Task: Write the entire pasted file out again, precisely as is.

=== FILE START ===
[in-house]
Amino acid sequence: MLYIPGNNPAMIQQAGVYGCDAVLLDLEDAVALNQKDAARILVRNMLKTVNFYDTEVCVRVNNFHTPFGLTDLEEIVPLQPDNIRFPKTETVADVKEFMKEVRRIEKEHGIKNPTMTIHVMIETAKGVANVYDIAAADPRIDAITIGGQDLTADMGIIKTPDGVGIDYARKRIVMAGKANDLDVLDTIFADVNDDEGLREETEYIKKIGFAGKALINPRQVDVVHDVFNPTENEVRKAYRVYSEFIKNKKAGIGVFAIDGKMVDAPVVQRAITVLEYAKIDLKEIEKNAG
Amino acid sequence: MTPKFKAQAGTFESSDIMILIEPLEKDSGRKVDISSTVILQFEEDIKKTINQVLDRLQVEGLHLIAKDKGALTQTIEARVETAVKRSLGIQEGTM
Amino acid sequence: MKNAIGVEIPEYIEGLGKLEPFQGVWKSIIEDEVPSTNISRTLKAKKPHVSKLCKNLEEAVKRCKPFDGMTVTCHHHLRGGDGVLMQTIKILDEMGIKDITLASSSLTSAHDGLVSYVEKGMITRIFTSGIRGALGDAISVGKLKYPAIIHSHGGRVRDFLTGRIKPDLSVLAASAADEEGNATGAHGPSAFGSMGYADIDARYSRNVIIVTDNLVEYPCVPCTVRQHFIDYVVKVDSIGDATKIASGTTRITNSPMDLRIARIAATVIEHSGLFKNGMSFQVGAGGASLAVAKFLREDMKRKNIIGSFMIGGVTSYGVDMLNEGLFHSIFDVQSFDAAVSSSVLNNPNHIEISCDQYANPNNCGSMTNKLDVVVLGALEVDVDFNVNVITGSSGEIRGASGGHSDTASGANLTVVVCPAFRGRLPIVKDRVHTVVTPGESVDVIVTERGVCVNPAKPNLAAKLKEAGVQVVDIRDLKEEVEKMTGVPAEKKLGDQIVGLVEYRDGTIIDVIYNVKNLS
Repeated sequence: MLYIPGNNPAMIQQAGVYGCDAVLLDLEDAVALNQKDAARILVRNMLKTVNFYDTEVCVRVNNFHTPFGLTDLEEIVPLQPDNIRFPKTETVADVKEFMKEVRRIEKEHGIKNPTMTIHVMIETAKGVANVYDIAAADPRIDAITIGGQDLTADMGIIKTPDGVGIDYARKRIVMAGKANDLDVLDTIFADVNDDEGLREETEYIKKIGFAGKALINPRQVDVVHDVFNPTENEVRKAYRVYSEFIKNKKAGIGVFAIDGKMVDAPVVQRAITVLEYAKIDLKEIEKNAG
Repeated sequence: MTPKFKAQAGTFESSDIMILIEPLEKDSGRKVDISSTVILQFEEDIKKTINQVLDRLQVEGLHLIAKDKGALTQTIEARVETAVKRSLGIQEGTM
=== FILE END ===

[in-house]
Amino acid sequence: MLYIPGNNPAMIQQAGVYGCDAVLLDLEDAVALNQKDAARILVRNMLKTVNFYDTEVCVRVNNFHTPFGLTDLEEIVPLQPDNIRFPKTETVADVKEFMKEVRRIEKEHGIKNPTMTIHVMIETAKGVANVYDIAAADPRIDAITIGGQDLTADMGIIKTPDGVGIDYARKRIVMAGKANDLDVLDTIFADVNDDEGLREETEYIKKIGFAGKALINPRQVDVVHDVFNPTENEVRKAYRVYSEFIKNKKAGIGVFAIDGKMVDAPVVQRAITVLEYAKIDLKEIEKNAG
Amino acid sequence: MTPKFKAQAGTFESSDIMILIEPLEKDSGRKVDISSTVILQFEEDIKKTINQVLDRLQVEGLHLIAKDKGALTQTIEARVETAVKRSLGIQEGTM
Amino acid sequence: MKNAIGVEIPEYIEGLGKLEPFQGVWKSIIEDEVPSTNISRTLKAKKPHVSKLCKNLEEAVKRCKPFDGMTVTCHHHLRGGDGVLMQTIKILDEMGIKDITLASSSLTSAHDGLVSYVEKGMITRIFTSGIRGALGDAISVGKLKYPAIIHSHGGRVRDFLTGRIKPDLSVLAASAADEEGNATGAHGPSAFGSMGYADIDARYSRNVIIVTDNLVEYPCVPCTVRQHFIDYVVKVDSIGDATKIASGTTRITNSPMDLRIARIAATVIEHSGLFKNGMSFQVGAGGASLAVAKFLREDMKRKNIIGSFMIGGVTSYGVDMLNEGLFHSIFDVQSFDAAVSSSVLNNPNHIEISCDQYANPNNCGSMTNKLDVVVLGALEVDVDFNVNVITGSSGEIRGASGGHSDTASGANLTVVVCPAFRGRLPIVKDRVHTVVTPGESVDVIVTERGVCVNPAKPNLAAKLKEAGVQVVDIRDLKEEVEKMTGVPAEKKLGDQIVGLVEYRDGTIIDVIYNVKNLS
Repeated sequence: MLYIPGNNPAMIQQAGVYGCDAVLLDLEDAVALNQKDAARILVRNMLKTVNFYDTEVCVRVNNFHTPFGLTDLEEIVPLQPDNIRFPKTETVADVKEFMKEVRRIEKEHGIKNPTMTIHVMIETAKGVANVYDIAAADPRIDAITIGGQDLTADMGIIKTPDGVGIDYARKRIVMAGKANDLDVLDTIFADVNDDEGLREETEYIKKIGFAGKALINPRQVDVVHDVFNPTENEVRKAYRVYSEFIKNKKAGIGVFAIDGKMVDAPVVQRAITVLEYAKIDLKEIEKNAG
Repeated sequence: MTPKFKAQAGTFESSDIMILIEPLEKDSGRKVDISSTVILQFEEDIKKTINQVLDRLQVEGLHLIAKDKGALTQTIEARVETAVKRSLGIQEGTM